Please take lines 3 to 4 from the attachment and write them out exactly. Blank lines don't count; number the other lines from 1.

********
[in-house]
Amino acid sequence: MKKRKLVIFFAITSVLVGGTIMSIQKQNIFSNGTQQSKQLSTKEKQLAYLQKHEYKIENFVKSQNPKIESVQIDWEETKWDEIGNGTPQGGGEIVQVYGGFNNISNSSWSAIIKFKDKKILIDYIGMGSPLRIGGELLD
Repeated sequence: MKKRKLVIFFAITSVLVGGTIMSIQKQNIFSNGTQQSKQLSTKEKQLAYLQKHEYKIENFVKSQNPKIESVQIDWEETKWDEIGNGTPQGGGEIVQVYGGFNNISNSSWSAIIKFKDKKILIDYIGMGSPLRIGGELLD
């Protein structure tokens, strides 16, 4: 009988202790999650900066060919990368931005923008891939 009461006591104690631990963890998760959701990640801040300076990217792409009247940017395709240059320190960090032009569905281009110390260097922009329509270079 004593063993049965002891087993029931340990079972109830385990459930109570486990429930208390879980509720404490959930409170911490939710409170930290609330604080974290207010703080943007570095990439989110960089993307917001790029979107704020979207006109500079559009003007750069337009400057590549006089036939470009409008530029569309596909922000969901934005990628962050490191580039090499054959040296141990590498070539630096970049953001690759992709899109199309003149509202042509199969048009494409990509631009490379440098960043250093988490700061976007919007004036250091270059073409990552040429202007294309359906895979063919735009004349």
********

Repeated sequence: MKKRKLVIFFAITSVLVGGTIMSIQKQNIFSNGTQQSKQLSTKEKQLAYLQKHEYKIENFVKSQNPKIESVQIDWEETKWDEIGNGTPQGGGEIVQVYGGFNNISNSSWSAIIKFKDKKILIDYIGMGSPLRIGGELLD
């Protein structure tokens, strides 16, 4: 009988202790999650900066060919990368931005923008891939 009461006591104690631990963890998760959701990640801040300076990217792409009247940017395709240059320190960090032009569905281009110390260097922009329509270079 004593063993049965002891087993029931340990079972109830385990459930109570486990429930208390879980509720404490959930409170911490939710409170930290609330604080974290207010703080943007570095990439989110960089993307917001790029979107704020979207006109500079559009003007750069337009400057590549006089036939470009409008530029569309596909922000969901934005990628962050490191580039090499054959040296141990590498070539630096970049953001690759992709899109199309003149509202042509199969048009494409990509631009490379440098960043250093988490700061976007919007004036250091270059073409990552040429202007294309359906895979063919735009004349």